Intellectual and Developmental Disabilities and HR
People with Intellectual and Developmental Disabilities are the same as everyone else: they want to work too. Having said that, an important question comes to mind: how often are people with IDDs included in conversations about diversity and inclusion? It happens, though it is rare. Most diversity and inclusion conversations are reserved for topics such as gender, race, or pay issues.
So, how does HR include these individuals in their recruitment and hiring plans?
IDDs and HR
“The unemployment rate for people with intellectual disabilities hovers around 81%,” David Quilleon said. He’s the Senior Vice President Global Mission, State Development and Operations for Best Buddies International. While it seems like a huge number, and it is, the good news is that number is down from 84% in 2015.
Courtesy: Mason Stevenson
“Still, it is a huge number of people that want to work, who are qualified to work, who can contribute in a meaningful way, and they are excited about the opportunity to get a paycheck and contribute,” Quilleon said.
But, what about the business case?
Up until recently, there hasn’t been much data regarding the benefits of hiring people with IDD. Best Buddies partnered with the Institute for Corporate Productivity, or i4cp, to find out why organizations hire people with IDD.
Reasons Organizations Hire People with IDD
|70% Supports Organizations Culture||47% Internal advocacy from employees|
|64% Supports diversity & inclusion strategy||43% Measurable or observable business benefits|
|62% It’s the right choice||41% Public image|
|57% Good talent matches for open positions||30% Talent acquisition strategy|
|50% Corporate social responsibility||14% Incentives|
While that data is strong, even stronger still are the benefits realized by companies this class of worker.
|47% Attractive, Inclusive Culture||Hiring people with IDD promotes an inclusive culture that appeals to the talent pool organizations want to attract.|
|44% Improved Customer Satisfaction||The improved customer satisfaction realized can lead to better sales and customer retention.|
|34% Enhanced Employer Brand||The enhanced employer brand can translate to a better image in the community.|
Source: Institute for Corporate Productivity
Even with the available data, again the number of unemployment for people with IDD is around 81%. The question is why?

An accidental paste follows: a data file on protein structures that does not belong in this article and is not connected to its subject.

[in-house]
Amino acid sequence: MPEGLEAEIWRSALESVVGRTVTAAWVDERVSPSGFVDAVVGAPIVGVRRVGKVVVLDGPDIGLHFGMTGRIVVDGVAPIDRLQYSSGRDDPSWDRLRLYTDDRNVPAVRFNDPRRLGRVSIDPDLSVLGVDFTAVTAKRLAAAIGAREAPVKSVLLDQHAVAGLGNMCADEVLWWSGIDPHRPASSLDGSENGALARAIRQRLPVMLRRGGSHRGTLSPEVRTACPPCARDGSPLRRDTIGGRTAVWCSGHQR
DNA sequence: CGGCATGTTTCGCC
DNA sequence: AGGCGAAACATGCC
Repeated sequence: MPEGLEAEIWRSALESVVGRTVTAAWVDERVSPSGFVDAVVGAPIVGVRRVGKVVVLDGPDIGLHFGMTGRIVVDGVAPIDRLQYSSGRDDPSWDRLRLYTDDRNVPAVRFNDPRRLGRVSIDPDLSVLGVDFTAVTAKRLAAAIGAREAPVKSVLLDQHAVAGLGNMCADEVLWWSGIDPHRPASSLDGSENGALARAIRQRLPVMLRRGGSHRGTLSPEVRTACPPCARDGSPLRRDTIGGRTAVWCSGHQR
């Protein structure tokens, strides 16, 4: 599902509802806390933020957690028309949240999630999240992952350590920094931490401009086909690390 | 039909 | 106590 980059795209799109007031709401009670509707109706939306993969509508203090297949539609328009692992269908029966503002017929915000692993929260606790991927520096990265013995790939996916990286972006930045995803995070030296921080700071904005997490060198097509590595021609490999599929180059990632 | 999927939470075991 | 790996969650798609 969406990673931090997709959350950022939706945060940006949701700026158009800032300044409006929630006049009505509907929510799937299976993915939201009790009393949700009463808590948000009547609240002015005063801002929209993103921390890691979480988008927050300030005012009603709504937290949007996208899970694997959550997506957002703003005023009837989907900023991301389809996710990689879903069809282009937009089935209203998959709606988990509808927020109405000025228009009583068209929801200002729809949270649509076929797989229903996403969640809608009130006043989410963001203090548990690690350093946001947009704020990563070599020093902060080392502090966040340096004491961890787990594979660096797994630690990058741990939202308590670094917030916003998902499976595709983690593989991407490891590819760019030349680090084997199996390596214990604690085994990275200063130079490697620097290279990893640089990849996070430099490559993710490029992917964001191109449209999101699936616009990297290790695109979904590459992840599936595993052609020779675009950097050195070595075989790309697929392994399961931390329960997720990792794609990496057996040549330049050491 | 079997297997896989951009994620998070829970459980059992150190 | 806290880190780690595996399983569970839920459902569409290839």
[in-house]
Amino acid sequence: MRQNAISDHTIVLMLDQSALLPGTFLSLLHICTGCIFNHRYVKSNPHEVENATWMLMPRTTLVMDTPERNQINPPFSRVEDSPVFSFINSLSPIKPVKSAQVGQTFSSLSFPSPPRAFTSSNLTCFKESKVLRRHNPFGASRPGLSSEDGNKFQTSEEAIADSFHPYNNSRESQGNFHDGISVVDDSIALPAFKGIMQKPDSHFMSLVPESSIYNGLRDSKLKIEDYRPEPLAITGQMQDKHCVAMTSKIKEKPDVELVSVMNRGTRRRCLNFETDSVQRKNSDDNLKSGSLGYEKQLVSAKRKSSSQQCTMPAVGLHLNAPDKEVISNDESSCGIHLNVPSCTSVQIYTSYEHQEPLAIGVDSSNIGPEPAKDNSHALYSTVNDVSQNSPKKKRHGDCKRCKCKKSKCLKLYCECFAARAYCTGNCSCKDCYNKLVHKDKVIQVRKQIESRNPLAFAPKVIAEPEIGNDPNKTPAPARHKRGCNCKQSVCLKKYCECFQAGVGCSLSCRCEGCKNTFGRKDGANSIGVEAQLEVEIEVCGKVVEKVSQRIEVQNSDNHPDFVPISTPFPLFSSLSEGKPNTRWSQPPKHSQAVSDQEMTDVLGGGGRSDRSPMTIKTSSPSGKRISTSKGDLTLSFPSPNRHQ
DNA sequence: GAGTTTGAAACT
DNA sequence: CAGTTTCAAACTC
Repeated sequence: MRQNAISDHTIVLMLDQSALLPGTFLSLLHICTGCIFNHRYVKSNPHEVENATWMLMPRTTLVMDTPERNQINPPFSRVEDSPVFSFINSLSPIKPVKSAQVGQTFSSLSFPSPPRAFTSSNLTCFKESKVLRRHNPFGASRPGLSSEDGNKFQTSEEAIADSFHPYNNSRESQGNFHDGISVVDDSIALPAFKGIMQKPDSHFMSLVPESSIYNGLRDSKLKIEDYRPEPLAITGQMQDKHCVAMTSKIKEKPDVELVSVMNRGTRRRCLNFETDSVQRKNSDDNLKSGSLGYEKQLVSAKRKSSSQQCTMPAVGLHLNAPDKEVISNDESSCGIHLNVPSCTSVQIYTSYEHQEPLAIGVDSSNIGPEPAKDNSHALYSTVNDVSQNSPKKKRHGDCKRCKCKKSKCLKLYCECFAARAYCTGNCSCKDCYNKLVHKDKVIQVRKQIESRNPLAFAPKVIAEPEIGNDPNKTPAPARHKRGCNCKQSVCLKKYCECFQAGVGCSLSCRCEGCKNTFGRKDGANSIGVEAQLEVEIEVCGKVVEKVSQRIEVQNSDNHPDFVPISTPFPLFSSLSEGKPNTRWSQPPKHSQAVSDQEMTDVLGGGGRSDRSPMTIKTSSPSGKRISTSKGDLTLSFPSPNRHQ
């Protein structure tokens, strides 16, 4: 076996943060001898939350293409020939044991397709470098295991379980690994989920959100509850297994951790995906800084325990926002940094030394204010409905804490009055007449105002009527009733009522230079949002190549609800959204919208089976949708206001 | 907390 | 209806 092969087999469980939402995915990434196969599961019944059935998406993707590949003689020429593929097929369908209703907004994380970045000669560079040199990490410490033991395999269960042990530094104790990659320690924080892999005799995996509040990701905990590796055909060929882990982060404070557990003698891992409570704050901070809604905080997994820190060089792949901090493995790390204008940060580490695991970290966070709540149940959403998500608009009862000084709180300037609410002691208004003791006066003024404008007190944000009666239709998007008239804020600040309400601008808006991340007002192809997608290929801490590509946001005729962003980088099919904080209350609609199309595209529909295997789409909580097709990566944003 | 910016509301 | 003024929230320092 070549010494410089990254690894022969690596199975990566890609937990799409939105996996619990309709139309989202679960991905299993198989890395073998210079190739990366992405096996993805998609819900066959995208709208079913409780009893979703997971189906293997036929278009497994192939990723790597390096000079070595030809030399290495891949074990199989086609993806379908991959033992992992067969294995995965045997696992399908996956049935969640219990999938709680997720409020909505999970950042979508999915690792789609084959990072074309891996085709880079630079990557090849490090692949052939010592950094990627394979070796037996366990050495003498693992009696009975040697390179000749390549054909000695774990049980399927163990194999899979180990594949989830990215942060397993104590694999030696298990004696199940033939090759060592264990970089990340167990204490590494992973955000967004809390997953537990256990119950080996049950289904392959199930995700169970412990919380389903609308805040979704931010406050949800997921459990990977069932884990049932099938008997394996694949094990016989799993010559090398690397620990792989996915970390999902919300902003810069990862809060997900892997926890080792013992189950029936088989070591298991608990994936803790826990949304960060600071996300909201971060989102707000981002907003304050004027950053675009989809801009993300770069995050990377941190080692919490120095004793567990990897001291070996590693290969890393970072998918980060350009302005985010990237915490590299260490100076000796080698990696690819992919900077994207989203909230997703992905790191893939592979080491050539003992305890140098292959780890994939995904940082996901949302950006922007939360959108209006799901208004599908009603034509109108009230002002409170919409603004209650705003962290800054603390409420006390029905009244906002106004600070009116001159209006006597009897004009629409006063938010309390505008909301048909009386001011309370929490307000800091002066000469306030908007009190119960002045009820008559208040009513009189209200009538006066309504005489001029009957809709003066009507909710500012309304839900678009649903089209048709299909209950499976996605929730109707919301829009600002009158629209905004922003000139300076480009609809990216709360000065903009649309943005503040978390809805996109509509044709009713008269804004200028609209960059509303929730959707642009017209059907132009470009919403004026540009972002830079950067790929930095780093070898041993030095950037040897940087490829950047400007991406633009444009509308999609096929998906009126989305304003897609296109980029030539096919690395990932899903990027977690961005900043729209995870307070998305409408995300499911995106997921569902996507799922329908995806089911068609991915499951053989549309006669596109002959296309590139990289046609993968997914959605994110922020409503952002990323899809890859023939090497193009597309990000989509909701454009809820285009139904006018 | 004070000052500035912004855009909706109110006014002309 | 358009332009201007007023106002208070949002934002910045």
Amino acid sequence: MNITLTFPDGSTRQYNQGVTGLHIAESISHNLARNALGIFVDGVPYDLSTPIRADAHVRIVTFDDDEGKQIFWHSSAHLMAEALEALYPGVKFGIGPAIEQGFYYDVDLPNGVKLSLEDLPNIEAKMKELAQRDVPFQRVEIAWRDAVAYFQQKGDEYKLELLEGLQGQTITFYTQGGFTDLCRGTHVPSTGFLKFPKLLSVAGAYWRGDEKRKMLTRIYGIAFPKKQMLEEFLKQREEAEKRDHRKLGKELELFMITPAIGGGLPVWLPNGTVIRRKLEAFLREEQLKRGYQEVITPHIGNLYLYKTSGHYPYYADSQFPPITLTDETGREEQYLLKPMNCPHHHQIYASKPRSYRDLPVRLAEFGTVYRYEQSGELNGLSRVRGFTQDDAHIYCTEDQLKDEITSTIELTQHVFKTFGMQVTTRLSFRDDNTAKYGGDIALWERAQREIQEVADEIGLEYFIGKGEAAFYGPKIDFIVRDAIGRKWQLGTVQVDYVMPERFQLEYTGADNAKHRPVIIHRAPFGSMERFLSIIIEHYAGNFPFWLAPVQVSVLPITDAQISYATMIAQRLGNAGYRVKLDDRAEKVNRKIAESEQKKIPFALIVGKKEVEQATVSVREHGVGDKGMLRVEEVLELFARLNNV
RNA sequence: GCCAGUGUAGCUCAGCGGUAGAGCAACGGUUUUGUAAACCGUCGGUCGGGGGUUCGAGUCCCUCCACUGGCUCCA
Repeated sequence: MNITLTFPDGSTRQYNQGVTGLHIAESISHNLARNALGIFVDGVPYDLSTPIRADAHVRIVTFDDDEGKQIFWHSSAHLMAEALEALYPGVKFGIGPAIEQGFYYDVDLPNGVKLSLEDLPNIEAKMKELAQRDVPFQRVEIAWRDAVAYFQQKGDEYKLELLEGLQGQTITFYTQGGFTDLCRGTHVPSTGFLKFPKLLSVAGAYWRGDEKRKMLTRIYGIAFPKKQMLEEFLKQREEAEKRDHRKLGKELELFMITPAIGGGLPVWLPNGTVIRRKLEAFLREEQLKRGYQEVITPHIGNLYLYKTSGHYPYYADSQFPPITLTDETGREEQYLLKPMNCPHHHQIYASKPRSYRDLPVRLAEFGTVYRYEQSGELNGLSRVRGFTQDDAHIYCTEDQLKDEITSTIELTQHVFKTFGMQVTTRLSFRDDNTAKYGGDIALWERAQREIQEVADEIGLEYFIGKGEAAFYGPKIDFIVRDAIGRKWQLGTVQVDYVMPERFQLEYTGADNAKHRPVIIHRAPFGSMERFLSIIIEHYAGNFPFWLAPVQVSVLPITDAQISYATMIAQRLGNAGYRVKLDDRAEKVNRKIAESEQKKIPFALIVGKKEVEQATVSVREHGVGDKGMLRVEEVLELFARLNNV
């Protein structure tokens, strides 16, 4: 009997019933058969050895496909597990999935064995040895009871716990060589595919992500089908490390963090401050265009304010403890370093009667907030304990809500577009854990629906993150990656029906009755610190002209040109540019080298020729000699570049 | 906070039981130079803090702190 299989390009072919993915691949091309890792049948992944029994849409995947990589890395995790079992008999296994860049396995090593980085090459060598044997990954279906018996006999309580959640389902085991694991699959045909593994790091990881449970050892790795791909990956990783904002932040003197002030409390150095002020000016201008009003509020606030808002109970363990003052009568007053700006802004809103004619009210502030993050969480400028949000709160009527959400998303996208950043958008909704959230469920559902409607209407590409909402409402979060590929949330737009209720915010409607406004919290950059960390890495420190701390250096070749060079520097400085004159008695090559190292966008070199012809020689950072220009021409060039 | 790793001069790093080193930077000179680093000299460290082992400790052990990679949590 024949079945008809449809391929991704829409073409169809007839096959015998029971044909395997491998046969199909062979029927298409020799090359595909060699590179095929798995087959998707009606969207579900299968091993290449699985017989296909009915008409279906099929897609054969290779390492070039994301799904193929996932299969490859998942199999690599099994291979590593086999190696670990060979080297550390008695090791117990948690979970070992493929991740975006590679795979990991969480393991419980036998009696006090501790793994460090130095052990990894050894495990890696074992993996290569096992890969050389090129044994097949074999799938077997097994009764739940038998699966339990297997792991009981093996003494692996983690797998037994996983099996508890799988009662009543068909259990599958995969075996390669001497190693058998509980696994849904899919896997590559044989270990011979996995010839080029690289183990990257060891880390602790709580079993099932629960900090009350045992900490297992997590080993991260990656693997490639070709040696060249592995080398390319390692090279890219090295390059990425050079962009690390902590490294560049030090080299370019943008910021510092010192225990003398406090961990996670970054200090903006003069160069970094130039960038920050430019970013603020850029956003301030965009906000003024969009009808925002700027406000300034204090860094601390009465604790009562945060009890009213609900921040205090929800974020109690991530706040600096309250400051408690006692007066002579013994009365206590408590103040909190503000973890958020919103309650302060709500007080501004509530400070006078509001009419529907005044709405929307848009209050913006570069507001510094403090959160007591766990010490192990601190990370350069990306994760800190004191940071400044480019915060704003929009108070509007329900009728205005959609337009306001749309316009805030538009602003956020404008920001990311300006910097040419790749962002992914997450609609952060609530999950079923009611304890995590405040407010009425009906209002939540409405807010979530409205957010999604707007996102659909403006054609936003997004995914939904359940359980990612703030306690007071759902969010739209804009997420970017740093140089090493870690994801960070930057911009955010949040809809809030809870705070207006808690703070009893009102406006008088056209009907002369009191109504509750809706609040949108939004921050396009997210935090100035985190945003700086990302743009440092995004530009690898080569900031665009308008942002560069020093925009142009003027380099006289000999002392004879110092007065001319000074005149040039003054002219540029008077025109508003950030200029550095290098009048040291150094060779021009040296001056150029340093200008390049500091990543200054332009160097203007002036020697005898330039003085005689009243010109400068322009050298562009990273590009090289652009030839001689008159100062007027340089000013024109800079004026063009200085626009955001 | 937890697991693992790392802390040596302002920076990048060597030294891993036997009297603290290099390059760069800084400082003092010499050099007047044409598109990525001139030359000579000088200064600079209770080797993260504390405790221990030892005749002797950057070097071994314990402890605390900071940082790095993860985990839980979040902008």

“There’s a lack of information in people and a lot of preconceived, incorrect thoughts,” Horace Porrás said. He’s the Vice President of HR – Latin America for American Tower Corporation. I’ve always worked in Human Resources and I’ve always believed in the potential and capabilities of people.”
American Tower has hired several employees with intellectual or developmental disabilities. He said the employees were truly capable and flawless in the execution of their responsibilities.
Courtesy: Mason Stevenson
“If you need people to work on accounting, who are you going to hire? An accountant. If you need to someone to work in compensation and benefits, who are you going to hire? Someone from HR,” Porrás said. You follow the same principle when hiring someone with an IDD. Figure out what you need them to do and hire accordingly.
Porrás said don’t be afraid to let these people into your company. They can be a fantastic asset to the team.
Quilleon went a step further and said those assets include:
Business Benefits for Employers
|Culture||Fosters a culture of corporate responsibility and promotes a more diverse and inclusive workplace and enhances employee morale.|
|Office||Cost-effective solution to address business needs and improves customer satisfaction results|
|People||Reduces the recruitment and training costs associated with routinely filling high turnover positions, along with lower absenteeism and sick leave than other employees|
To answer the question at the center of this article, how does HR include these individuals in their recruitment and hiring plans?
Start with educating leadership about job candidates with IDD. Quilleon says HR can learn about and take advantage of resources available to employers who hire people with IDD.
Integrate these employees into the workplace and treat them as you would all employees including setting performance expectations, giving them feedback and rewarding their successes.
Finally, share their success stories internally and externally. This will help lower the unemployment rate for those individuals with IDD.
“I think hiring is the most difficult thing every single company does, and if you’re a person without a disability or you’re a person with, we’re all complicated,” Quilleon said. “Recognizing that, the same issues will exist with people with disabilities as will exist with those without, but all of them being part of the company is really important to representing diversity and inclusion.”
Want to know more about HR's role in diversity? Click here.
Image courtesies: Stock Photo Secrets and Mason Stevenson